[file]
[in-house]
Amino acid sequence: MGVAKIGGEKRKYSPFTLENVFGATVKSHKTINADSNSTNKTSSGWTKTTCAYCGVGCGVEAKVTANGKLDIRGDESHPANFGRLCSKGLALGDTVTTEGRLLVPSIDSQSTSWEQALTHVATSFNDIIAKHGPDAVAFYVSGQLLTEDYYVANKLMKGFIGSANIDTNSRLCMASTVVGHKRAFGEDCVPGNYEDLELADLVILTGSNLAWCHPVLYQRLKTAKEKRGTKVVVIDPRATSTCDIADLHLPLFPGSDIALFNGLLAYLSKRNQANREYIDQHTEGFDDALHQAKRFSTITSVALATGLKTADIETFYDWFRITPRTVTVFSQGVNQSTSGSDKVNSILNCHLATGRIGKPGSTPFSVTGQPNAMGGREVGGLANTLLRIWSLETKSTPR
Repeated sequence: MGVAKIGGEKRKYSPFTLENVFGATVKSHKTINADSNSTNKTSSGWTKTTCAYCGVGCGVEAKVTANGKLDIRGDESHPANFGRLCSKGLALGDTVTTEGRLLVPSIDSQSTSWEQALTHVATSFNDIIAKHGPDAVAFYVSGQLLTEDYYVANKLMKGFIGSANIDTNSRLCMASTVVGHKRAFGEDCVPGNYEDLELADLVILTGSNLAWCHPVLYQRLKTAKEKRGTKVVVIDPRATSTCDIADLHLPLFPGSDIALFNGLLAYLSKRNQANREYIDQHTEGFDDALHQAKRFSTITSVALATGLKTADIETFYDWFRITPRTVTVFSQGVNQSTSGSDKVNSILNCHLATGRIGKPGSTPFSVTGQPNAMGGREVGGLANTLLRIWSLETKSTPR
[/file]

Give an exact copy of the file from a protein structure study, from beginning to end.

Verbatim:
[in-house]
Amino acid sequence: MGVAKIGGEKRKYSPFTLENVFGATVKSHKTINADSNSTNKTSSGWTKTTCAYCGVGCGVEAKVTANGKLDIRGDESHPANFGRLCSKGLALGDTVTTEGRLLVPSIDSQSTSWEQALTHVATSFNDIIAKHGPDAVAFYVSGQLLTEDYYVANKLMKGFIGSANIDTNSRLCMASTVVGHKRAFGEDCVPGNYEDLELADLVILTGSNLAWCHPVLYQRLKTAKEKRGTKVVVIDPRATSTCDIADLHLPLFPGSDIALFNGLLAYLSKRNQANREYIDQHTEGFDDALHQAKRFSTITSVALATGLKTADIETFYDWFRITPRTVTVFSQGVNQSTSGSDKVNSILNCHLATGRIGKPGSTPFSVTGQPNAMGGREVGGLANTLLRIWSLETKSTPR
Repeated sequence: MGVAKIGGEKRKYSPFTLENVFGATVKSHKTINADSNSTNKTSSGWTKTTCAYCGVGCGVEAKVTANGKLDIRGDESHPANFGRLCSKGLALGDTVTTEGRLLVPSIDSQSTSWEQALTHVATSFNDIIAKHGPDAVAFYVSGQLLTEDYYVANKLMKGFIGSANIDTNSRLCMASTVVGHKRAFGEDCVPGNYEDLELADLVILTGSNLAWCHPVLYQRLKTAKEKRGTKVVVIDPRATSTCDIADLHLPLFPGSDIALFNGLLAYLSKRNQANREYIDQHTEGFDDALHQAKRFSTITSVALATGLKTADIETFYDWFRITPRTVTVFSQGVNQSTSGSDKVNSILNCHLATGRIGKPGSTPFSVTGQPNAMGGREVGGLANTLLRIWSLETKSTPR